忍耐 + 掌握人生
Pushing To A Higher Level
Master Kim, Jimmy, Chu-Hee as well as four junior players were at training tonight. We did the usual stretching and suburi warm-up routine. Geez, I think I really tired out my bum and thigh muscles at the gym this morning. I got a cramp in my right bum muscle when I was stretching the other parts of the body. Oouch, my bum.... So for the rest of the training, I kept stretching whenever I had a chance.
We did ashi-sabaki exercises, then put on the bogu and did numerous rounds of kirikaeshi and kakari-geiko. We then took turns doing semete-men, semete-kote, and debana-kote 4 times at a time.
One step debana-kote
With the debana-kote, I actually did more than 4 debana-kote because Master Kim was not satisfied with my footwork. So I had to repeat the waza again and again until Master Kim was satisfied. The problem was that I kept moving into my opponent after debana-kote and cramped out the distance. Master Kim emphasised that I should just take one fumikomi-step and that's it. No more stepping forward. Just one step. The distance has been closed in when my opponent came for the cut and there was no need to move in. Master Kim suggested that I could even take a step back after debana-kote so that I wouldn't get tangled up and would be able to show zanshin. I tried this new way of doing zanshin in debana-kote and it felt so much cleaner than before. I will need to practice and experiment the various way of zanshin in debana-kote to find out how I can convince the shinpan judging my match in the future.
After the waza practice, we had 4 bouts of mawari-geiko with the junior players. After that, the junior players left the court and the rest of us had 2 rounds of jigeiko, which lasted for 30 minutes. I had my two jigeiko with Jimmy and Master Kim.
There were quite a number of things I wanted to work on in the jigeiko. It's funny how things that I need to work on kept popping up in my head one by one. One minute, my brain was telling me to keep my hand position in check; the next minute, it was reminding me to work on seme and try psyching my opponents out; then again, it was telling me to make sure my left foot is holding up correctly. With so many things to work on at once, it required a lot of effort to keep the concentration as these things were still unnatural movements for me. However, I should expect that will become easier as the more I practice. Anyway, working on my *psyching* power was quite a lot of fun. It's fun to see the reaction of my opponent.
I tried a new way of doing uchiotoshi tonight. I usually do uchiotoshi from the outside (i.e. knocking my opponent's shinai on the right hand side). However, I tried uchiotoshi from the inside this time. I watched the 2004 All Japan 7th Dan Championships DVD again and saw Miyazaki scored a brilliant uchiotoshi-men that way in his 3rd round match. Yes, I was watching that DVD again. I am just addicted to everything Miyazaki now. Miyazaki is the Kendo God, and I want to learn every movement from him. Thank you to Andrew for giving me this precious Kendo Bible.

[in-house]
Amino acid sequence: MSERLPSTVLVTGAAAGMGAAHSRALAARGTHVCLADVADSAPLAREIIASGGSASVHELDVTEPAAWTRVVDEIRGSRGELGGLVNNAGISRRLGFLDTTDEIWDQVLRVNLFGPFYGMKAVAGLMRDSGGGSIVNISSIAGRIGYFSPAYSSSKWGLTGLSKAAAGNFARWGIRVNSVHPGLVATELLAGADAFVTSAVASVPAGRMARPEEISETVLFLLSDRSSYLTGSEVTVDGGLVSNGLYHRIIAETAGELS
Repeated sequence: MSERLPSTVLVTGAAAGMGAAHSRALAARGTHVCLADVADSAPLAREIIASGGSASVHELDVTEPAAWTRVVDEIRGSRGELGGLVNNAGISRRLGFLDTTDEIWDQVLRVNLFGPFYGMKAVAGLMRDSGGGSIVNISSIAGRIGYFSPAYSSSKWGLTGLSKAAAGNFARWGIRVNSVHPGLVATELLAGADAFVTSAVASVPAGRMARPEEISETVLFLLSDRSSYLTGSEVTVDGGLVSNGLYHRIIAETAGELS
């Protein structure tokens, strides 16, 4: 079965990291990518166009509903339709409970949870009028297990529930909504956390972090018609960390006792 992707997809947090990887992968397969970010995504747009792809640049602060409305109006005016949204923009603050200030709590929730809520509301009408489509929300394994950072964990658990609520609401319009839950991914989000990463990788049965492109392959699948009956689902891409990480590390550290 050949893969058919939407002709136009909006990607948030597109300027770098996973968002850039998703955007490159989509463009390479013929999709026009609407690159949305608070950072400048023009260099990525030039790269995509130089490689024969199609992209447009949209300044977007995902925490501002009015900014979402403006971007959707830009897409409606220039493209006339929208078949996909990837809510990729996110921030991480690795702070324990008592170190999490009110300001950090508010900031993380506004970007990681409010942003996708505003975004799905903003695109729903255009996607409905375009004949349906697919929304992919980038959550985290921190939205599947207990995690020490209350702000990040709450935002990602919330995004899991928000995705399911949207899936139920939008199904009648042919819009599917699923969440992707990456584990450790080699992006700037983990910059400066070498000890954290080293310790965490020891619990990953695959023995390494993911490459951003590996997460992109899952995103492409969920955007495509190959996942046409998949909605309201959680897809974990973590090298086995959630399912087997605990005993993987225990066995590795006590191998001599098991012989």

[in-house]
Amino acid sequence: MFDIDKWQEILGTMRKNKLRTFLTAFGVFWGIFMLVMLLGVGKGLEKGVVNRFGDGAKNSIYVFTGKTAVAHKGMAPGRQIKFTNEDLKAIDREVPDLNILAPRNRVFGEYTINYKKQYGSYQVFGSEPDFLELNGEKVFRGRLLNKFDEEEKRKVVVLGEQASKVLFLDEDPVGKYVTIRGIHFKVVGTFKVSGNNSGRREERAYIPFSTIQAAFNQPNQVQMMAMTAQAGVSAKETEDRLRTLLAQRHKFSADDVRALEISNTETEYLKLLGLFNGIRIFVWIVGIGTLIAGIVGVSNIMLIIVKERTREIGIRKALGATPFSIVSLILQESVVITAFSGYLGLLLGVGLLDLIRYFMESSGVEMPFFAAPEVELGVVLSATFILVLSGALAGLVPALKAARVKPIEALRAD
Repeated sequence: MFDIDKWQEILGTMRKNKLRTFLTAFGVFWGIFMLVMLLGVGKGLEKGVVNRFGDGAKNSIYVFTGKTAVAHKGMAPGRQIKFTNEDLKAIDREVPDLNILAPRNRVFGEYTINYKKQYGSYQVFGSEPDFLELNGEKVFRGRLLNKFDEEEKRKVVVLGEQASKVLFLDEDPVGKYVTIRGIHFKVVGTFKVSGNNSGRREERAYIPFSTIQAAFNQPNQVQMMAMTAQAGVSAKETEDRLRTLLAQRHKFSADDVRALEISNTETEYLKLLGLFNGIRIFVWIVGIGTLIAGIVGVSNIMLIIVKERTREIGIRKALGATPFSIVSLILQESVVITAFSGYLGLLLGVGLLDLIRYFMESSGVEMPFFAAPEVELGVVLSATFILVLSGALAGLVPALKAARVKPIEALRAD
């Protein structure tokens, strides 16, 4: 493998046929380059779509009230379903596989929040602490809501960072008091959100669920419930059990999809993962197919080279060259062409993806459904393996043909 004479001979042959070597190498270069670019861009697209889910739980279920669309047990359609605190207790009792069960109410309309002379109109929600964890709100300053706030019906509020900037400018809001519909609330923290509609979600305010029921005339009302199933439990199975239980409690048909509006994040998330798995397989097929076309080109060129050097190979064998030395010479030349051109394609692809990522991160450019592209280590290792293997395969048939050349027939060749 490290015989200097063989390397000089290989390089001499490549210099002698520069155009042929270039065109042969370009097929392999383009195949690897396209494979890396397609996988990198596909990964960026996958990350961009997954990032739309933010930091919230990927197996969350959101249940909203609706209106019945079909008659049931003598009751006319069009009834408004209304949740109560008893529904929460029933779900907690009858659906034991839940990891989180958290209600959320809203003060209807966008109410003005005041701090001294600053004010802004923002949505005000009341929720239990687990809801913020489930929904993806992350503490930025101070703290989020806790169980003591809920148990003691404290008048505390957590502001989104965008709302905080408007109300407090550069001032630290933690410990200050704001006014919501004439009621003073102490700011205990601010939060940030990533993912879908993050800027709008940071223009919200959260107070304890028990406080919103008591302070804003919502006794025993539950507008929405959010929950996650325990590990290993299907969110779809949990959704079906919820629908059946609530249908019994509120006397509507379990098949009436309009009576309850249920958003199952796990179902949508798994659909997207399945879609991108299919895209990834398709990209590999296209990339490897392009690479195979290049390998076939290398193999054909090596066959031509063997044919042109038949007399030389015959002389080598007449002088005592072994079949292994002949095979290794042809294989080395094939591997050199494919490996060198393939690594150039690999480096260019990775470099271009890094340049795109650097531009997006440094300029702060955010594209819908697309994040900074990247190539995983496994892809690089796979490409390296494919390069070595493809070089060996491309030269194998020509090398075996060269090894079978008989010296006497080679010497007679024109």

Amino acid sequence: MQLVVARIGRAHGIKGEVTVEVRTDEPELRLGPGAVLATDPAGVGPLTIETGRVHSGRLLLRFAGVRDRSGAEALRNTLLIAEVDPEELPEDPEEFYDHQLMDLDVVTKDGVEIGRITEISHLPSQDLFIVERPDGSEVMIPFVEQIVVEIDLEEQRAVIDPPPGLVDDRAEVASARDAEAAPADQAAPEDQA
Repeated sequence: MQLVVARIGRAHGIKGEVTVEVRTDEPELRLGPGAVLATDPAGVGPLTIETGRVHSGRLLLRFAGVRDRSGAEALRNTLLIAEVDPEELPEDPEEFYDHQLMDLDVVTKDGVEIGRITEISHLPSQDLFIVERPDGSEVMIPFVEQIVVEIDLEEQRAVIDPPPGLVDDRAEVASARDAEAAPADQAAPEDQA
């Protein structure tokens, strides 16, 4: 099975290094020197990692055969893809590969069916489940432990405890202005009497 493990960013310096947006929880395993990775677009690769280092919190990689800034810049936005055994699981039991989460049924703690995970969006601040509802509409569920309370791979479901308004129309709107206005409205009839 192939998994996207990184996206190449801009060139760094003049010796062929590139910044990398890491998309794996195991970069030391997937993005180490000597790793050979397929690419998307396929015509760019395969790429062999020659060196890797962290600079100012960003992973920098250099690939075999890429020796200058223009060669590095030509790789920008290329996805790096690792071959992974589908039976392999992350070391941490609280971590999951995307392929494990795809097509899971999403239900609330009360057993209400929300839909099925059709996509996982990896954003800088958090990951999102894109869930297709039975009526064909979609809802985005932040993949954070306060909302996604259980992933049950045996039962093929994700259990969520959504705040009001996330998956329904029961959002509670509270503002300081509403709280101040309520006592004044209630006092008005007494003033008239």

Anyway, back to the variant of uchiotoshi. I replayed that point Miyazaki scored with that uchiotoshi-men so many times that the movements and image have now stucked in my head. I tried to imitate Miyazaki's movement and had some early success with this new technique. At ippon-shobu in the jigeiko against Jimmy, I used this very waza and was able to score, which was very encouraging for me.
Against Master Kim, however, it was much more difficult to execute either style of uchiotoshi-men. I was able to land a few cuts on Master Kim's men, but all were too light and could not be considered as ippon cuts. During the jigeiko, I had two moments of lapse of concentraion, and Master Kim quickly followed those up with a straight men cut. BANG!!! Apart from uchiotoshi-men, I also tried other feinting techniques, debana-kote... but Master Kim was able to read my intentions, and deflected all my attacking attempts.
Just when I was running out of ideas to surprise Master Kim, the thought of doing a katsugi-men popped up in my head. Before I executed the technique, I tried to recall everything that Fukuda Sensei taught me about the katsugi-waza - moving forward while executing katsugi. So I went for it... and Yes, Master Kim opened up his men when I executed the katsugi waza, and I followed that up with a men cut. I wouldn't say it was a beautiful ippon, as I reckon my body was leaning forward a bit, but it was good to get this point anyway. I think it is such a good surprise waza that I should work on and refine it more so that I can use it in tight shiai situation.
Blocking with minimal movements
At the conclusion session, Master Kim pointed out that our blocking movements were too large. The movements in blocking and deflecting the opponent's attack should be kept to the minimum, and as close to the centre as possible so that a counter-attack can be quickly followed up.